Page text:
A new feature included with ConfigMgr TP 1609 is the ability to use a single task sequence and convert a machine from BIOS to UEFI and reimage it. Hopefully this new feature makes it into the next release of ConfigMgr (presumably 1610 or 1611).
To complete this exercise, you will need ConfigMgr TP 1609. You must download TP 5 (available here: https://microsoft.com/en-us/evalcenter/evaluate-system-center-technical-preview), then use the online servicing model to upgrade to 1609. Remember that tech previews are not intended to ran in production environments, and can only be used for 90 days before needing to be reinstalled.
This article uses a pre-production build of ConfigMgr, so everything is subject to change.
Setting Up Your Task Sequence
Once you have TP 1609, create a new task sequence. Before the usual “Install Operating System” group, insert a new group. If you have user state migration, this new group needs to go AFTER the backup group of your task sequence. Here’s what my task sequence looks like (without user state migration):
I will walk through all of the steps of the “Convert to UEFI” section. The rest of it shouldn’t change from your task sequences now.
The two “Restart in Windows PE” steps are the same and can be copied from the “Restart in Windows PE” step below Install Operation System. Here’s what it looks like:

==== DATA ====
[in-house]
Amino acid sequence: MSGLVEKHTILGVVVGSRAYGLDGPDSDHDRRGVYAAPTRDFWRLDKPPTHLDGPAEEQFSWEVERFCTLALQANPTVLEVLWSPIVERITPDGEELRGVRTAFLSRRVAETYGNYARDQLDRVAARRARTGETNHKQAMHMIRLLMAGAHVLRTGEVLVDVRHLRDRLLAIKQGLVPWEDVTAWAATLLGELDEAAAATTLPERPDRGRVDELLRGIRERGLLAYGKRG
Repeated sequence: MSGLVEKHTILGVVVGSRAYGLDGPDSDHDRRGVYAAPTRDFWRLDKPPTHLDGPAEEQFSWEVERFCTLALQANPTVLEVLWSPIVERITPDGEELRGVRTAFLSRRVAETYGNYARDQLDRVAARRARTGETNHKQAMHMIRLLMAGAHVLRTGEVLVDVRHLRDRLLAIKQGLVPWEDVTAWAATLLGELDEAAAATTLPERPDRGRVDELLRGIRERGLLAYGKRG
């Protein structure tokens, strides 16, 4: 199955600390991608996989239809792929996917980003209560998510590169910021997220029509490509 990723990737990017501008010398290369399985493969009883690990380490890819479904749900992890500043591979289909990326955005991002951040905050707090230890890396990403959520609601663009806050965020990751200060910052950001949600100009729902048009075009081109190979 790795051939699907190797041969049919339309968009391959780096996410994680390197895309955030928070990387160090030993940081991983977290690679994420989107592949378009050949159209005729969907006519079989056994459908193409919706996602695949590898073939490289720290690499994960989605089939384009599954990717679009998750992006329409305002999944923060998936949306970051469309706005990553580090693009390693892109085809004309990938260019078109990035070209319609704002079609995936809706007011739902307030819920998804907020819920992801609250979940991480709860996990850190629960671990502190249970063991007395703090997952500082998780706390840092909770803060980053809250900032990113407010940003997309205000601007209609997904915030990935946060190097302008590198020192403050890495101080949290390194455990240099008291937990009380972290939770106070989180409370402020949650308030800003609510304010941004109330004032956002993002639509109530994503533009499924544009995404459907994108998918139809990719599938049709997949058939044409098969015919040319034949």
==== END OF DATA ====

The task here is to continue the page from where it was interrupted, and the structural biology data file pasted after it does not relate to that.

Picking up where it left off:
As for the options tab:
In the second restart step, I turn off the notification message because it’s not needed.
The next step, “Change to UEFI” will depend on your hardware manufacturer. I mainly use Dell’s, so here is what the step looks like for a Dell:
It calls the Dell Command | Configure tool (cctk.exe) from a package and converts the machine to UEFI. If you have HP or Lenovo models, you’ll need to figure out the correct setting and use their BIOS tools for this step. There are no options to set for this step.
The “Format Disk for UEFI Conversion” is where the real magic happens. Here’s a screenshot to get us startred:
First, you need to change the disk type to GPT. Then we need two volumes, one 500MB FAT32, and one NTFS that is the rest of the drive. The NTFS volume is straight forward – just set the partition type to primary and 100% of remaining space. The FAT32 partition should look like this:
The most important part is setting the variable. This is what tells the task sequence that we are converting from BIOS to UEFI. The variable you need to set is “TSUEFIDrive”.
After that, you’re all set. Proceed with the remainder of your task sequence as usual.
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